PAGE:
By Tracy Ahrens
In Trucker’s honor, I display a decorative welcome flag near the main sidewalk that features Snoopy lying on his back on his doghouse roof under the summer sun.When I first saw the home that I currently rent, I knew that the roof over the enclosed front porch would become a perch for my three felines: Joan, Jack and Forest.
I’d remove one screen from two windows above the porch, place an ottoman under the one window and voilà – an instant playground safe above the ground with tree limbs shading it and the window close by for a quick retreat.
Sure enough, in the early mornings my cats sit on the roof and watch possums that wobble up from along the riverbank next door. Midday my cats lie on the warm shingles and unsuspectingly watch neighbors. After rain, they lap water from the gutter.
My desk is near the window and I always make sure that I’m close by when the rooftop playground is open.
The one pet that I didn’t expect to explore the porch roof is Trucker. My agile, 60-pound, leggy, mixed-breed pooch loves his feline siblings. He follows them and they follow him, mimicking each other’s habits. He watched them exploring the roof and wanted to join in the fun.
The ottoman beneath the porch roof window became Trucker’s post – a watchtower to observe the world. My cats leap up to the sill and hop outside while Trucker watches with his nose sticking out of the window and his long tail pointed straight down to the floor like an anchor.
One warm afternoon I lifted the window wide. The cats hopped out to their posts and Trucker sat on the ottoman. I sat at my desk working and turned around to find that he was missing.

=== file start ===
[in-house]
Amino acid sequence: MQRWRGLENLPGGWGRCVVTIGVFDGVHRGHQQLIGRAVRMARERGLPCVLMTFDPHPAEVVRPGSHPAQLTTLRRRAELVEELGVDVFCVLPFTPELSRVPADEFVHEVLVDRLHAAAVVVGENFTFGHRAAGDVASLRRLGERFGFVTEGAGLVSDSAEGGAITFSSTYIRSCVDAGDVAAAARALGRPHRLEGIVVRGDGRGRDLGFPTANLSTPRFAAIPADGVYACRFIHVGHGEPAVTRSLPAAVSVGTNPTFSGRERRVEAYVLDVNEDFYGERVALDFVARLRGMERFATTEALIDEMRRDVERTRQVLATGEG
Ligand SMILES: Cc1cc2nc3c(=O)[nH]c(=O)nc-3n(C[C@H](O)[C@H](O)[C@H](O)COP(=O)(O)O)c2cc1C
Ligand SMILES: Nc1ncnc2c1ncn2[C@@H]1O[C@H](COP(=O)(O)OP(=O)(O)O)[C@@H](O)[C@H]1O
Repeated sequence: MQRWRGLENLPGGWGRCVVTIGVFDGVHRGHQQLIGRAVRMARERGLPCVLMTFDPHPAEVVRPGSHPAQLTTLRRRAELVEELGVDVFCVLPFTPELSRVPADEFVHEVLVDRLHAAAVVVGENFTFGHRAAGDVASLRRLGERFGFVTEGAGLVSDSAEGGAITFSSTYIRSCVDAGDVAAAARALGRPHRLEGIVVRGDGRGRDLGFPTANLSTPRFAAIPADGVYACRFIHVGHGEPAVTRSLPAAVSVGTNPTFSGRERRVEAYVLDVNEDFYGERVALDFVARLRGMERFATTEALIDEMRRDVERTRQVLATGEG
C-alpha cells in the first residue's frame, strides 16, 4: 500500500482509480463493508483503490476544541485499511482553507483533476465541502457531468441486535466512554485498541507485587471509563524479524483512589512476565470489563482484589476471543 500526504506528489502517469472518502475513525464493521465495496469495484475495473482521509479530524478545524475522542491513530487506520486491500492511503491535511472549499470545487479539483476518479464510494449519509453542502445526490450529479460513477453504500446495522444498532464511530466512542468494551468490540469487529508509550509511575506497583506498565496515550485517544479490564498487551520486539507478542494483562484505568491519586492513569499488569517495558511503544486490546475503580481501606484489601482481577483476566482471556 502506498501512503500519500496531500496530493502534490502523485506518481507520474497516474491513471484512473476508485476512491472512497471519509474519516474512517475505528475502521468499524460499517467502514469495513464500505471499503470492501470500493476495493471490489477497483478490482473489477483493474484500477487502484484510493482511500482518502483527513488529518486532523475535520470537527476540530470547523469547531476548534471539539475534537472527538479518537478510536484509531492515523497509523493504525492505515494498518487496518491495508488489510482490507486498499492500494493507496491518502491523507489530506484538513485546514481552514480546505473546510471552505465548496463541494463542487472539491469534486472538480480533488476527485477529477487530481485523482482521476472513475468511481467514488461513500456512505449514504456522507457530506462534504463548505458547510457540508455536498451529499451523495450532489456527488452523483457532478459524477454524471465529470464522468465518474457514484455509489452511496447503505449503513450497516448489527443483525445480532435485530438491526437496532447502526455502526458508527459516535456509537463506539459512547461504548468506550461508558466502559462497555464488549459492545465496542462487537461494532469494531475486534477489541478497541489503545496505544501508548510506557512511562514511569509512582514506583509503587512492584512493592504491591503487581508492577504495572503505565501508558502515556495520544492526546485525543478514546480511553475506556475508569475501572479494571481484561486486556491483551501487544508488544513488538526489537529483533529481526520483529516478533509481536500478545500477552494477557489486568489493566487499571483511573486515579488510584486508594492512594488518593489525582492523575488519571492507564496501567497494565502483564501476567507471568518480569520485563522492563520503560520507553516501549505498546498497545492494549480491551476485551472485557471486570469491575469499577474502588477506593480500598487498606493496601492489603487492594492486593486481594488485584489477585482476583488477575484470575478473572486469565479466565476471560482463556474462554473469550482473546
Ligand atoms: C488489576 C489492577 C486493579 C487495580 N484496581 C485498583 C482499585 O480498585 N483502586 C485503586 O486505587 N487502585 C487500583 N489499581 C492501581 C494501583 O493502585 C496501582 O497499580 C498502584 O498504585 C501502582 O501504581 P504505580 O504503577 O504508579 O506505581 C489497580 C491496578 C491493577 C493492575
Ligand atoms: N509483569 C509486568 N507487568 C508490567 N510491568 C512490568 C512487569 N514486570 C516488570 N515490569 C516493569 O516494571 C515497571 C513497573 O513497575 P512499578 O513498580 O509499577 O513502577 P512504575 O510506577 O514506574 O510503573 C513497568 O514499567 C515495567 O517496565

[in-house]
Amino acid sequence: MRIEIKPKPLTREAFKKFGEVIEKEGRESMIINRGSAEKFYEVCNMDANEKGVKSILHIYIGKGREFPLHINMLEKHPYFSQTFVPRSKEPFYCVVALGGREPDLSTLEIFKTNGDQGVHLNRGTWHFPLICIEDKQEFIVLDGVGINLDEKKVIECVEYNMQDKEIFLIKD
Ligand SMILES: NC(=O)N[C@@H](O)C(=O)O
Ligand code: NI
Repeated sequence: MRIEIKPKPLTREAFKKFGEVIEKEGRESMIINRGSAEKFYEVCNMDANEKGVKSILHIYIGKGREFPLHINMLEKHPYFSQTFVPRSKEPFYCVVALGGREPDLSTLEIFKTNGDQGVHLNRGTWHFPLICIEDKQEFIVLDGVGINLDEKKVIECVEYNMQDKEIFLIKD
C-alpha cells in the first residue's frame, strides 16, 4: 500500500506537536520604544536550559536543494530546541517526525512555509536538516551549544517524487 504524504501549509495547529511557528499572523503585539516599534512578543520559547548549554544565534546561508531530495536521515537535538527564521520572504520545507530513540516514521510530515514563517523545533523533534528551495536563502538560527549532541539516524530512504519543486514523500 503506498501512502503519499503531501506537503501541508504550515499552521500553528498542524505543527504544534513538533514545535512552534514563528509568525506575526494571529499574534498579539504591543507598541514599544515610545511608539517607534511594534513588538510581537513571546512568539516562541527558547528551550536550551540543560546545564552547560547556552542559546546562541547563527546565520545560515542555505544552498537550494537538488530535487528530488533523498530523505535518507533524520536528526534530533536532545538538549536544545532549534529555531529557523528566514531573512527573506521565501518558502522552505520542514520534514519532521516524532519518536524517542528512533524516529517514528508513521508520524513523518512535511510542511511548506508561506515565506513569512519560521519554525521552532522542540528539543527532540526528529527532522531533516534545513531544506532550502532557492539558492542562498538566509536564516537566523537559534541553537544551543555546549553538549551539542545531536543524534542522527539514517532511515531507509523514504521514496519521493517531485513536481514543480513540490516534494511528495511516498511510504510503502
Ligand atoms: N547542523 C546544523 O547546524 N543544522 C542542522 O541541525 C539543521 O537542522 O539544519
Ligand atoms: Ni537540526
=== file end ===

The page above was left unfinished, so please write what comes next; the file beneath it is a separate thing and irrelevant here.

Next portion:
Trucker was on the porch roof. The cats were looking at him with questioning eyes and I was torn between laughing and panicking.
Trucker was calm, standing tall at each corner of the roof looking up and down the road. I spoke to him and he came back to the window, stepped over the sill onto his ottoman and into the room without worry.
I wondered if the neighbors saw him and what they’d say if they did.
Time and again while I work, Trucker sits on the ottoman post with his body consuming the top of the cube form. He barks now and then at dog walkers below. When I leave the house his face can be seen behind the closed window at his second-floor perch watching me.
Sometimes he steps onto the roof so quietly that I do not know he’s there. I turn around from my desk and see only his head and shoulders. He sits peacefully just outside of the window looking up and down the block.
One spring day his private roof time became a public display.
I heard a lady’s voice and rushed to the window. She was walking a Yorkshire Terrier below and said to Trucker, “Do they know you are out there?”
I looked out instantly saying, “Yes, he’s ok – I’m right here. He just wanted to explore.”
She laughed uncontrollably and said, “That’s so funny! I’ve never seen anything like that in my life!”
That’s my Trucker.
After that event, I told my next door neighbors – all dog lovers – that not only would they occasionally see my cats on the porch roof, but Trucker.
There are times when a mail carrier comes by or a utility company worker and Trucker dashes onto the roof to bark, startling them. Never has he shown a desire to jump.
In this small town, Trucker’s black-and-white body is a fixture on our porch roof, like Snoopy on the roof of his doghouse watching the world go by. Snoopy loves to sit on his doghouse roof and write with his typewriter. Trucker loves to sit on our roof while I compose stories with my keyboard nearby.
In Trucker’s honor, I display a decorative welcome flag near the main sidewalk that features Snoopy lying on his back on his doghouse roof under the summer sun.
Tracy Ahrens is a veteran journalist, author, artist and mom to three rescued cats and one dog. See her web site at www.tracyahrens.weebly.com and add her book, “Raising My Furry Children” to your collection, www.raisingmyfurrychildren.weebly.com